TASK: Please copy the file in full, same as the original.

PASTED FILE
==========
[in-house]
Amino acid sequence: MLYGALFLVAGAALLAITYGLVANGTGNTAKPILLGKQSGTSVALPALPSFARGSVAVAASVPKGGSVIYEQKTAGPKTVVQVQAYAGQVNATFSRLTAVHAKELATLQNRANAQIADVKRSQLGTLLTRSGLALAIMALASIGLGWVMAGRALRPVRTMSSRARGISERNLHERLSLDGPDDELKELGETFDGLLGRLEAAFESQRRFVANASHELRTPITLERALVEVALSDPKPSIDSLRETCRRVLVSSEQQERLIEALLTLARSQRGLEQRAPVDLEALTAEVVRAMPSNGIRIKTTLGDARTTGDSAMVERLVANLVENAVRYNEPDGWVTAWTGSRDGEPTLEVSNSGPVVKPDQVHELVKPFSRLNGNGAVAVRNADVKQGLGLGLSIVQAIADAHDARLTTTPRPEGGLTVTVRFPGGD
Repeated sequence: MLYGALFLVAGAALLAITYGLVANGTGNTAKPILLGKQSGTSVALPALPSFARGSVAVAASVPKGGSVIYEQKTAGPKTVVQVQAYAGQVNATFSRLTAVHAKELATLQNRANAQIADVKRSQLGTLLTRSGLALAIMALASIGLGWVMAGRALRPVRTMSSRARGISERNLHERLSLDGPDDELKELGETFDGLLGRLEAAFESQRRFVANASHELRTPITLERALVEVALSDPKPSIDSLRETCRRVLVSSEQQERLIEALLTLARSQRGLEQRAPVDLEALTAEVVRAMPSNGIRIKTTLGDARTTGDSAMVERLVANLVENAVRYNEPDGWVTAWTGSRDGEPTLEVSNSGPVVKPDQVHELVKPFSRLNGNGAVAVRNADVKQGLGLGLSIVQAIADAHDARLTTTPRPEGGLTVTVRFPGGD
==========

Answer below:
[in-house]
Amino acid sequence: MLYGALFLVAGAALLAITYGLVANGTGNTAKPILLGKQSGTSVALPALPSFARGSVAVAASVPKGGSVIYEQKTAGPKTVVQVQAYAGQVNATFSRLTAVHAKELATLQNRANAQIADVKRSQLGTLLTRSGLALAIMALASIGLGWVMAGRALRPVRTMSSRARGISERNLHERLSLDGPDDELKELGETFDGLLGRLEAAFESQRRFVANASHELRTPITLERALVEVALSDPKPSIDSLRETCRRVLVSSEQQERLIEALLTLARSQRGLEQRAPVDLEALTAEVVRAMPSNGIRIKTTLGDARTTGDSAMVERLVANLVENAVRYNEPDGWVTAWTGSRDGEPTLEVSNSGPVVKPDQVHELVKPFSRLNGNGAVAVRNADVKQGLGLGLSIVQAIADAHDARLTTTPRPEGGLTVTVRFPGGD
Repeated sequence: MLYGALFLVAGAALLAITYGLVANGTGNTAKPILLGKQSGTSVALPALPSFARGSVAVAASVPKGGSVIYEQKTAGPKTVVQVQAYAGQVNATFSRLTAVHAKELATLQNRANAQIADVKRSQLGTLLTRSGLALAIMALASIGLGWVMAGRALRPVRTMSSRARGISERNLHERLSLDGPDDELKELGETFDGLLGRLEAAFESQRRFVANASHELRTPITLERALVEVALSDPKPSIDSLRETCRRVLVSSEQQERLIEALLTLARSQRGLEQRAPVDLEALTAEVVRAMPSNGIRIKTTLGDARTTGDSAMVERLVANLVENAVRYNEPDGWVTAWTGSRDGEPTLEVSNSGPVVKPDQVHELVKPFSRLNGNGAVAVRNADVKQGLGLGLSIVQAIADAHDARLTTTPRPEGGLTVTVRFPGGD